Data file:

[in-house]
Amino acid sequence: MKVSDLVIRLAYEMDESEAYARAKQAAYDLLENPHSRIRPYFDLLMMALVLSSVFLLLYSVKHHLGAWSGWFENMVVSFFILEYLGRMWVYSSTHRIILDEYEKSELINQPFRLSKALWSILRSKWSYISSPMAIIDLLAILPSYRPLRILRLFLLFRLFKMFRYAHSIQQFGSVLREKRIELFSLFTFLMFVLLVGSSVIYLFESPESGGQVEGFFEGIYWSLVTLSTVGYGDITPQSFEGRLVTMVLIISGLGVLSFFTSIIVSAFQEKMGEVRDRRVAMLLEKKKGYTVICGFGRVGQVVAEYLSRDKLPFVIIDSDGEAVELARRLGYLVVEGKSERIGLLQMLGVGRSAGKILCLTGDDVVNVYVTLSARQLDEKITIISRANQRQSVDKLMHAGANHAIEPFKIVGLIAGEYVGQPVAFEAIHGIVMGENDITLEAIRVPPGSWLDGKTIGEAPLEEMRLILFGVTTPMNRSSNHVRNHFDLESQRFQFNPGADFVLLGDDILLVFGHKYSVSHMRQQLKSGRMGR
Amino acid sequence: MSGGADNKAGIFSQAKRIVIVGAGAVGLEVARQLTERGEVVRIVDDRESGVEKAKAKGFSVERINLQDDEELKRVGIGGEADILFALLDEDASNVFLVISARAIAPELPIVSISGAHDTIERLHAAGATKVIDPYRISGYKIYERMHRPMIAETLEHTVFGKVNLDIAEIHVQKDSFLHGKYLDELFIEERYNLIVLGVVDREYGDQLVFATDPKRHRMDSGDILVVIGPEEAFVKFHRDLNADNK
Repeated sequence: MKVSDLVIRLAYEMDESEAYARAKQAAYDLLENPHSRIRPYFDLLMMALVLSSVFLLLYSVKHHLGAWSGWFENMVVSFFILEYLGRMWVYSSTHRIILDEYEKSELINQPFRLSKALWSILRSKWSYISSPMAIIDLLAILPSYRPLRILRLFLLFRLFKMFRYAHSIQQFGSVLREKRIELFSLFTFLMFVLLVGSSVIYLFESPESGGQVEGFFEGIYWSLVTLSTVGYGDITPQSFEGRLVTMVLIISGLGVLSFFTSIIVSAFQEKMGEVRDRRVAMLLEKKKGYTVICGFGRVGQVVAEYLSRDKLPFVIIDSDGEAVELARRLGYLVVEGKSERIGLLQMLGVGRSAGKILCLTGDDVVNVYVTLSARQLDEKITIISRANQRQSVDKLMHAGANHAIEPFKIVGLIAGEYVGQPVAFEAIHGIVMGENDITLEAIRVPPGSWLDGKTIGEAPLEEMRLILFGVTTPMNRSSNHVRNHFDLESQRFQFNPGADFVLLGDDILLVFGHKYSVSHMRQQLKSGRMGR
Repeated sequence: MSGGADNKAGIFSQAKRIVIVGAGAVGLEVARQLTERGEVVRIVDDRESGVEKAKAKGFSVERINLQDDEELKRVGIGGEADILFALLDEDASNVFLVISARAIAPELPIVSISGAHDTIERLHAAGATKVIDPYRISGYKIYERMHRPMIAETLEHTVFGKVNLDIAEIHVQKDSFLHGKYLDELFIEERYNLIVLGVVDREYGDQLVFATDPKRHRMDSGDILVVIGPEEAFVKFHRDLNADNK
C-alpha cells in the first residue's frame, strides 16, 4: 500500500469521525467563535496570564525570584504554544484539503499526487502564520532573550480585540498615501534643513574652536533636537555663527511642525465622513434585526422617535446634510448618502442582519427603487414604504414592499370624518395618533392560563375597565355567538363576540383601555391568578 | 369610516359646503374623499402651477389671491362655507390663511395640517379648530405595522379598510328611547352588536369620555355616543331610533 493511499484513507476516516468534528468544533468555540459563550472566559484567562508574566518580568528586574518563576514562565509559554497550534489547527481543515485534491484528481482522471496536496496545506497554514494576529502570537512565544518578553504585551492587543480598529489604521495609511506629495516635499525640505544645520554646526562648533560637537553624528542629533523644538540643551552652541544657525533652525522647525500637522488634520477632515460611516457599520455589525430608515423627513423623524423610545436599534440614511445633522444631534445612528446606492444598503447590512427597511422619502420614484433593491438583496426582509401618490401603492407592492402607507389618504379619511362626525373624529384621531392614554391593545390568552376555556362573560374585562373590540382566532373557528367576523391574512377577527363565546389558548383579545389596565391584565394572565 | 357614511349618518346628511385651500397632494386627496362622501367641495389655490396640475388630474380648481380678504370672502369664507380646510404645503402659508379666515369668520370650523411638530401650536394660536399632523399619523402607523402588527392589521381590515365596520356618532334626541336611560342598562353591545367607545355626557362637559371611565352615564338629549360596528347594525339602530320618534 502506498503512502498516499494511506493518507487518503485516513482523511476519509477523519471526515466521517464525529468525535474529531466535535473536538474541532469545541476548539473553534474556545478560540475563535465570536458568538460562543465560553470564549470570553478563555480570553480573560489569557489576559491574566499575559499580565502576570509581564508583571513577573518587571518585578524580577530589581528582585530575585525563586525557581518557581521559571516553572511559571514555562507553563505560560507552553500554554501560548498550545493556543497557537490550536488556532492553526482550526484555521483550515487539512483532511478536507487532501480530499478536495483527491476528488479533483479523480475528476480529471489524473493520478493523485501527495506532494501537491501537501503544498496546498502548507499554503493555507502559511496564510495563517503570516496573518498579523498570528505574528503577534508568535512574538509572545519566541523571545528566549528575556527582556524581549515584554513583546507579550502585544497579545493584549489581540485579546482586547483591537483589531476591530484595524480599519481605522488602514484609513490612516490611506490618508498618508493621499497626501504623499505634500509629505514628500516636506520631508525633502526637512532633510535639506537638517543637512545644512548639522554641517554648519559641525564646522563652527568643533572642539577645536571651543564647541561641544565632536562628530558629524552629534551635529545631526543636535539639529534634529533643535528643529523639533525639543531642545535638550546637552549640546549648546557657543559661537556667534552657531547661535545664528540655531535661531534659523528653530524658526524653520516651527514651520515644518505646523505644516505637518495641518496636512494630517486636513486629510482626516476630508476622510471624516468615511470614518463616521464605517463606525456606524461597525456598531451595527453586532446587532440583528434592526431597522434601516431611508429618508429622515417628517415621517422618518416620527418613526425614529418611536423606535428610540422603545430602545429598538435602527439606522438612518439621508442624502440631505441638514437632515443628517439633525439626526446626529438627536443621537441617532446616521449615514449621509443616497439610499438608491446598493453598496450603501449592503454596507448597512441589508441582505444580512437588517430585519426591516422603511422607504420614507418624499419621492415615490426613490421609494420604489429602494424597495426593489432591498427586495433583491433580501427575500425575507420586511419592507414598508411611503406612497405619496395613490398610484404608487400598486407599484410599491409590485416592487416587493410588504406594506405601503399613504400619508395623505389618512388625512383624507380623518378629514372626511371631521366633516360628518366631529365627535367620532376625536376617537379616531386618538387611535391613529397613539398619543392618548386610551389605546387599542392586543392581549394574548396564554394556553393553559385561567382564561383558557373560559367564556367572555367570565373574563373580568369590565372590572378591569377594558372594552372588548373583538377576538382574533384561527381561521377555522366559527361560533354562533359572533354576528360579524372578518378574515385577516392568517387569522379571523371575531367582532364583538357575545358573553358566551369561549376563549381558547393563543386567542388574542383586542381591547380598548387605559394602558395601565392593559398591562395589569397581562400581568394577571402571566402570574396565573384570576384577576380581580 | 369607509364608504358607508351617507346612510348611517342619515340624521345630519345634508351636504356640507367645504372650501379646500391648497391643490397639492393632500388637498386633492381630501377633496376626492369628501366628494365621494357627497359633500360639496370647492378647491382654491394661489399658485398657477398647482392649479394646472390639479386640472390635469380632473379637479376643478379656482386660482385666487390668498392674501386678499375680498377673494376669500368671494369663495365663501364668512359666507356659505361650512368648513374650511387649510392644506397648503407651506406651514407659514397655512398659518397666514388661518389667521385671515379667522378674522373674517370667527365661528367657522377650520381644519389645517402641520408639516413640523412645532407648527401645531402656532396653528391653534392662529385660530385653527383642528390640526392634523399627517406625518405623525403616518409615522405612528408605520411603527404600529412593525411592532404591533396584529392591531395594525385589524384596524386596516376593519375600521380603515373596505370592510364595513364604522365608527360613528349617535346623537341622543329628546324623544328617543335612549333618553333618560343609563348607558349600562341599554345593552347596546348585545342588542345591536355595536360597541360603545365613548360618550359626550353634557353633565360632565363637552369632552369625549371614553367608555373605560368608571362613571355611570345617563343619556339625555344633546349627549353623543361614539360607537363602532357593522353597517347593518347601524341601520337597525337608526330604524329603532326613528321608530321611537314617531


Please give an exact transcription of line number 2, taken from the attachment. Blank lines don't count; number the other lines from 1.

Amino acid sequence: MKVSDLVIRLAYEMDESEAYARAKQAAYDLLENPHSRIRPYFDLLMMALVLSSVFLLLYSVKHHLGAWSGWFENMVVSFFILEYLGRMWVYSSTHRIILDEYEKSELINQPFRLSKALWSILRSKWSYISSPMAIIDLLAILPSYRPLRILRLFLLFRLFKMFRYAHSIQQFGSVLREKRIELFSLFTFLMFVLLVGSSVIYLFESPESGGQVEGFFEGIYWSLVTLSTVGYGDITPQSFEGRLVTMVLIISGLGVLSFFTSIIVSAFQEKMGEVRDRRVAMLLEKKKGYTVICGFGRVGQVVAEYLSRDKLPFVIIDSDGEAVELARRLGYLVVEGKSERIGLLQMLGVGRSAGKILCLTGDDVVNVYVTLSARQLDEKITIISRANQRQSVDKLMHAGANHAIEPFKIVGLIAGEYVGQPVAFEAIHGIVMGENDITLEAIRVPPGSWLDGKTIGEAPLEEMRLILFGVTTPMNRSSNHVRNHFDLESQRFQFNPGADFVLLGDDILLVFGHKYSVSHMRQQLKSGRMGR